Me too, one of Jubilee series 3 investors, have the same feeling, Highnote 5 invesotrs are luckier than us. both products are in similar situation, at least Highnote 5 product is under studied ,BUt MAS allowed JUbilee 3 trustee to close the case and wash their hands so easily. This is not fair to Jub 3 investors.

Anonymous said...

The fight has just begun for minibond holders.
Compensating the old and illiterate
is meant to score points with the public.
How many qualify - you can count them on the fingers of your hand.

Anonymous said...

1;27PM, you can form a committee for Jubilee and spearhead your fight against the cheater. You can gather your group at Hong Lim park this Saturdy.

Anonymous said...

I am also very sad. It is our hard-earned money that is going down the drain.

I also feel very left out being not in the "vulnerable" group. Will I get to see some money from my DBS 5 notes "investment"? We have all been law-abiding good citizens of Singapore.

DBS should compensate all investors reasonably regardless of background. This will allow us to get on with our lives which are being badly affected right now. I believe DBS has a heart and hope that it will not leave us behind in its compensation. Sigh!

Anonymous said...

When I bought Minibonds on behalf of my 70 yrs' old mum, the adviser of FI informed could not be in joint name. As only I have a CDP account, all was placed under my name. So does that mean these are not considered as "vulnerable" group ?

mum of 4 said...

HLf is compensating those that are 62 & above..Where does that leave ppl like me who is 50,a fulltime hsewife, sec sch level and with 4 school going children?My purchase was made together with hubby who is tertiary edu with no investment knowledge.We were persuaded by the RM who assured us that the 6 banks are strong and there is no way we could lose our principal unless all 6 banks go bust at the same time.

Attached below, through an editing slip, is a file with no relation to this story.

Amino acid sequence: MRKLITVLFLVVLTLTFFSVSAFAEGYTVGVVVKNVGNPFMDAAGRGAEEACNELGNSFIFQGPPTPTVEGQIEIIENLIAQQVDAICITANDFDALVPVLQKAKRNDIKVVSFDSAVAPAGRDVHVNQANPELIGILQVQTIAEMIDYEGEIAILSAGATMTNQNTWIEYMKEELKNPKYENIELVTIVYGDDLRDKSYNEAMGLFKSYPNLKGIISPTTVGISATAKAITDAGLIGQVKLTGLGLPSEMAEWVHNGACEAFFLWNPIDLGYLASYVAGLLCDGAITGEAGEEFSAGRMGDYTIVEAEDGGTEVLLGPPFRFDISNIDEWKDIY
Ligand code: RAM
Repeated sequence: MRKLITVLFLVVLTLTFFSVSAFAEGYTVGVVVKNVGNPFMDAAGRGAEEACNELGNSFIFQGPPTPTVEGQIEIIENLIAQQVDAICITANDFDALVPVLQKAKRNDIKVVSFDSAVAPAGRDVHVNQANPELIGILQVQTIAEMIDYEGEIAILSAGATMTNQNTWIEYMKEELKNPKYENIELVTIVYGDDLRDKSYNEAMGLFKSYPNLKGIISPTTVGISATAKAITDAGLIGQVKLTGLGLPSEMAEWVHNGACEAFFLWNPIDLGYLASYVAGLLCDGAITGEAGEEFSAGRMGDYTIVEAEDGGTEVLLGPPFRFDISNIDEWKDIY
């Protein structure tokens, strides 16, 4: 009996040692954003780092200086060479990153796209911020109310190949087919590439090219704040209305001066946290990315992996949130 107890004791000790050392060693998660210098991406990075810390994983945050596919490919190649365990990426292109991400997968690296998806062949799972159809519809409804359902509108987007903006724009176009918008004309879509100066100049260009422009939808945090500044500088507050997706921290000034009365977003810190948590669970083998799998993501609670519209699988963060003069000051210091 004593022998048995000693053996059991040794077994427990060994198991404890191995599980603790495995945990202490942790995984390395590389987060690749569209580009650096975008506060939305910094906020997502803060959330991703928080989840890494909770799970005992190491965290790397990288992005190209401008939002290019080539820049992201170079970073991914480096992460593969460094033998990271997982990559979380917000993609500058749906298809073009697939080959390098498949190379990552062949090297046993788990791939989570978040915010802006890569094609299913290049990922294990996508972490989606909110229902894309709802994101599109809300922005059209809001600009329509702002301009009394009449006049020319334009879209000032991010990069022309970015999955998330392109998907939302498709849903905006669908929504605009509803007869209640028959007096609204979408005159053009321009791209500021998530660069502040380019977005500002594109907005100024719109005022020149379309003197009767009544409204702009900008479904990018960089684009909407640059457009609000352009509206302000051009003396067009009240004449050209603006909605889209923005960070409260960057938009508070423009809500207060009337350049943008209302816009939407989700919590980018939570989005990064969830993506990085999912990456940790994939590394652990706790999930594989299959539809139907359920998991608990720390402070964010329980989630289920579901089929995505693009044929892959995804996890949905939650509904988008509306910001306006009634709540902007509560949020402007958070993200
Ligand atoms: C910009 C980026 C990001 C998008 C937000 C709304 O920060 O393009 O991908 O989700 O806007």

HLF should not think that only the illiterate and old are suffering. We are too! We have children and 80 over years old parents to take care of!These are all our savings over the years!

Unknown said...

i have asked around some associates with legal understanding, these are some views put up

theres a belief that its possible by offering the core group the terms they so desire, this group would be less inclined towards taking affirmative legal action, especially class action, against the banks whos now turning pay-master.

the banks could have consulted legal offices that they could face tacky issues if they go head to head with such core group. becos not only do they face legal investigation, they face pressure from public offices...who might lead the very legal investigations (this would be the most threatening strangle hold the public offices have on these rolly jolly financial institutions at any one time)

the situation could get much trickier (and expensive) for them if it happens a whole other (bigger) bunch of investors, who are not so aged, much more educated decided to take advantage of the situation by joining the core group bandwagon. 10 core group members might not have the legal clout and more importantly, resources, 1000 might.

so instead of paying out to 10 core group members, the banks face the extreme worst-case scenario possibility they might actually find themselves on the losing end and ordered to pay back a full 1000 of these investors, tom, dick and harry inclusive (the banks know they are not perfect in their ever pursuance of maximizing earnings, but then again they know they are not ENTIRELY negligent ALL the time either, but they just dont want to spare the energy to go thru 1000 cases, even if its case by case, ESPECIALLY if its case by case).